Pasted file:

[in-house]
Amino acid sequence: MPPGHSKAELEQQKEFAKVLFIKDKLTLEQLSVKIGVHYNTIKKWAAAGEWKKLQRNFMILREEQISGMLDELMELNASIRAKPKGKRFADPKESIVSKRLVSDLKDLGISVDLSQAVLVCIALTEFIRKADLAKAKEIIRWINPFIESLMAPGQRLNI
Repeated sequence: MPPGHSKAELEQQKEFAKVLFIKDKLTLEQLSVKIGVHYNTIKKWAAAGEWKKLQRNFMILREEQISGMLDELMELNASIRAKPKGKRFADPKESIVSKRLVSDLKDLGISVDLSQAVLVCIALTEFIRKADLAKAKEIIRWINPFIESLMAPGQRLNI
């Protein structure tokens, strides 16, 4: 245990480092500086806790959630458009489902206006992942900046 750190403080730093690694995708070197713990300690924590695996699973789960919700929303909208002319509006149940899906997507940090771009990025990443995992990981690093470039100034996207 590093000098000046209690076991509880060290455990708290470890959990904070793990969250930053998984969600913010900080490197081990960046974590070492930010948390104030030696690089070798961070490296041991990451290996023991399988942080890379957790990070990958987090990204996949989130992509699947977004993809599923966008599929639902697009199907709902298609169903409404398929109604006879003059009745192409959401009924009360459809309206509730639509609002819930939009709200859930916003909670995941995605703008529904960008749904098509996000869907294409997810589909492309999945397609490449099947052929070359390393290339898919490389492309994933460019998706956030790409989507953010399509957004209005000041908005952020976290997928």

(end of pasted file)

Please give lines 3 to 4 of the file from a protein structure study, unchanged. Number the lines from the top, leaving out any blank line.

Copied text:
Repeated sequence: MPPGHSKAELEQQKEFAKVLFIKDKLTLEQLSVKIGVHYNTIKKWAAAGEWKKLQRNFMILREEQISGMLDELMELNASIRAKPKGKRFADPKESIVSKRLVSDLKDLGISVDLSQAVLVCIALTEFIRKADLAKAKEIIRWINPFIESLMAPGQRLNI
């Protein structure tokens, strides 16, 4: 245990480092500086806790959630458009489902206006992942900046 750190403080730093690694995708070197713990300690924590695996699973789960919700929303909208002319509006149940899906997507940090771009990025990443995992990981690093470039100034996207 590093000098000046209690076991509880060290455990708290470890959990904070793990969250930053998984969600913010900080490197081990960046974590070492930010948390104030030696690089070798961070490296041991990451290996023991399988942080890379957790990070990958987090990204996949989130992509699947977004993809599923966008599929639902697009199907709902298609169903409404398929109604006879003059009745192409959401009924009360459809309206509730639509609002819930939009709200859930916003909670995941995605703008529904960008749904098509996000869907294409997810589909492309999945397609490449099947052929070359390393290339898919490389492309994933460019998706956030790409989507953010399509957004209005000041908005952020976290997928």